Here are some tips for Olympic visitors hoping to get the most out of their experience.
WHEN IN DOUBT, QUEUE
British lines are usually orderly, often elaborate and full of gallows humor.
Be patient and don't try to barge ahead — all attempts at queue-jumping will be met by glares and furious tut-tutting.
DON'T LIKE THE WEATHER? WAIT FIVE MINUTES
Britons have learned to cheerfully accept that all forms of weather are bad news.
It's best to prepare for the worst and treat the weather as a useful conversation-starter — though once on the topic, many Britons find it hard to stop.
DRIVE ON THE LEFT, STAND ON THE RIGHT
British cars drive on the left. When walking, remember your mother's advice and look both ways before you cross the street.
In London Underground stations, the same rule applies: keep left while moving. This is especially important on escalators — nothing annoys commuters more than tourists blocking their progress.
GET A ROUND IN
Britons take great pride in their sense of fair play. Many visitors will encounter it in pubs, where each member of a group is expected to take a turn buying a round of drinks for everyone.
American visitors are advised to pare back the amount they tip for services in Britain. In restaurants, it's customary to add 10-15 percent to the bill. In pubs where you order and pay at the bar, tipping is unnecessary.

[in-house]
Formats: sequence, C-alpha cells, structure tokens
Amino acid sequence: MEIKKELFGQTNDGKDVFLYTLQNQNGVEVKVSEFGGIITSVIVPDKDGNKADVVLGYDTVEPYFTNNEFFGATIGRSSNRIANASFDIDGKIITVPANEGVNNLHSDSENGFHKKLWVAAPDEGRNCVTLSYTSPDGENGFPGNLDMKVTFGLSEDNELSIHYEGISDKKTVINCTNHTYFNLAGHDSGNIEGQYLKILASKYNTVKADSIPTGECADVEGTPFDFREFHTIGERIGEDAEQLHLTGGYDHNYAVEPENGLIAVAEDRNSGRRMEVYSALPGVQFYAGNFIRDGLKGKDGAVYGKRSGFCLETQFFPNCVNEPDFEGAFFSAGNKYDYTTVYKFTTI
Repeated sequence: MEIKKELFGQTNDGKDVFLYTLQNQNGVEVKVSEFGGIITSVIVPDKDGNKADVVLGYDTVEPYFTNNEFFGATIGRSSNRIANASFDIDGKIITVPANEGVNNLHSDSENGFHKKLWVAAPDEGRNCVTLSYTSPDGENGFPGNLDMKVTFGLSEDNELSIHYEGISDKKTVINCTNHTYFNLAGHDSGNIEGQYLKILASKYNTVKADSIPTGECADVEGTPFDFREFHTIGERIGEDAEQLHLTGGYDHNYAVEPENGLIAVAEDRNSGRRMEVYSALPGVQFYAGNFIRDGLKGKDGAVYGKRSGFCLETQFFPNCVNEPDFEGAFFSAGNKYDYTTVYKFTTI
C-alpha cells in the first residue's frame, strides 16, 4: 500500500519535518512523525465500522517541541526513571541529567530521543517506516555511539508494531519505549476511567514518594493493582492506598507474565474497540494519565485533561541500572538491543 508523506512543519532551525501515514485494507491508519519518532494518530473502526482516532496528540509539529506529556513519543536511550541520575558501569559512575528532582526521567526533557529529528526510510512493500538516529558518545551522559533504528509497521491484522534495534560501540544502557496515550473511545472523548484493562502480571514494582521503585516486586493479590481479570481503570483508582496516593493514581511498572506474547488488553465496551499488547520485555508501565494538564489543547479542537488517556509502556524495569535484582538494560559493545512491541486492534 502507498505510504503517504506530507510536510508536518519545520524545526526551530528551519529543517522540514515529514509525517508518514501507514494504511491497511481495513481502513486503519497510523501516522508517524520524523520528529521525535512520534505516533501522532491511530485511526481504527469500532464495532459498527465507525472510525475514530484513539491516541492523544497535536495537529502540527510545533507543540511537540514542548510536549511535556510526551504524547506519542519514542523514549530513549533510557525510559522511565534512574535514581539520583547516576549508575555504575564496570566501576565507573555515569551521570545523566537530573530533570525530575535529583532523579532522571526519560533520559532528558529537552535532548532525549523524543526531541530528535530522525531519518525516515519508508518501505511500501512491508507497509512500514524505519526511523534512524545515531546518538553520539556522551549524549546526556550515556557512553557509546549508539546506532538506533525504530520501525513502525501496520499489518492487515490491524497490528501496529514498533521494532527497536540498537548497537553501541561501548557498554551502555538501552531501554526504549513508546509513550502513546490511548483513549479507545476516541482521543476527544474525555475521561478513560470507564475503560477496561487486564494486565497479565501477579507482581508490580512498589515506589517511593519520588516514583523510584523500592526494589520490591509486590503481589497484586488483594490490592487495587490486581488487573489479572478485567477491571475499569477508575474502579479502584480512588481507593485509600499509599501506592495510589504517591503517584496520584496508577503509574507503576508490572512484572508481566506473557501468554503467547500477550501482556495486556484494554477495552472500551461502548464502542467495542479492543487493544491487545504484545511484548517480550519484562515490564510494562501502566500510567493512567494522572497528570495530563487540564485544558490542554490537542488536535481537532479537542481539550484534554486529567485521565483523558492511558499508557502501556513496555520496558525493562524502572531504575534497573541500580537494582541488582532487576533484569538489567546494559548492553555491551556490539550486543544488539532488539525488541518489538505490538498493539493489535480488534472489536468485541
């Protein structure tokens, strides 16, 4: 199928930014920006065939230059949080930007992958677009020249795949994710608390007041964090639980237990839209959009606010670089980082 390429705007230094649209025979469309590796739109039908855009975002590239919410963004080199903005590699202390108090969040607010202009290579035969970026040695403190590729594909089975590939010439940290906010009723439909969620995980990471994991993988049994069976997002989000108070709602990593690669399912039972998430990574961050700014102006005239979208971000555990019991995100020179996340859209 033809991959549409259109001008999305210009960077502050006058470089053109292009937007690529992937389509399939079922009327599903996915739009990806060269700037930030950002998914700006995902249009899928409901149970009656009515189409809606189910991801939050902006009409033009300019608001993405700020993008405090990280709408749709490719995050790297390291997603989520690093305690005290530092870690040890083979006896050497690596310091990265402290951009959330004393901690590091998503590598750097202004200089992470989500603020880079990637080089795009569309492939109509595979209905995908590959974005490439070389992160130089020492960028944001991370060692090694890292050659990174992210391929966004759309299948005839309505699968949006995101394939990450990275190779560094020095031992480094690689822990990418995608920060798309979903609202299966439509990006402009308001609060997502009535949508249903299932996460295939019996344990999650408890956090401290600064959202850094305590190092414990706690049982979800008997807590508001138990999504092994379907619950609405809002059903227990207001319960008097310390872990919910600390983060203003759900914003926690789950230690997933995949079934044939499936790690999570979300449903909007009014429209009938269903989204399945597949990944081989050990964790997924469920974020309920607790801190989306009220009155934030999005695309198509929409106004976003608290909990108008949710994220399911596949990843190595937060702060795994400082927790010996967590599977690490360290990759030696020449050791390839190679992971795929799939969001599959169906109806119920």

ACCEPT SLIMMED-DOWN PORTIONS
Like tips, restaurant portion sizes are often smaller in Britain than in the United States and some other countries.
AVOID EYE CONTACT
In common with many big-city residents, Londoners scrupulously avoid acknowledging strangers on the street. This is especially true on crowded buses and subways.
Exceptions: Buses, trains and subways full of people who have had a few drinks will often be full of boisterous but generally friendly banter.
ENJOY THE WORDPLAY
North American visitors will quickly learn that many common, everyday items have different names in Britain — fries are chips, a sidewalk is a pavement, pants are trousers and underwear is pants.
"Pants" is also slang for bad, rubbish, lame — just one example of the delight Brits take in coining new words and phrases.
YES, THAT MAN REALLY IS THE MAYOR
Above all, Britons love an eccentric. That may explain the popularity of London Mayor Boris Johnson, a disheveled, bicycle-riding, Latin-spouting figure with a shock of blond hair who was re-elected to a second four-year term in May.
Johnson's behavior at Friday's opening ceremony is one more unpredictable element in an evening of surprises.
Bookmaker William Hill is offering odds of 33-1 on the mayor accidentally setting his hair on fire with the Olympic flame.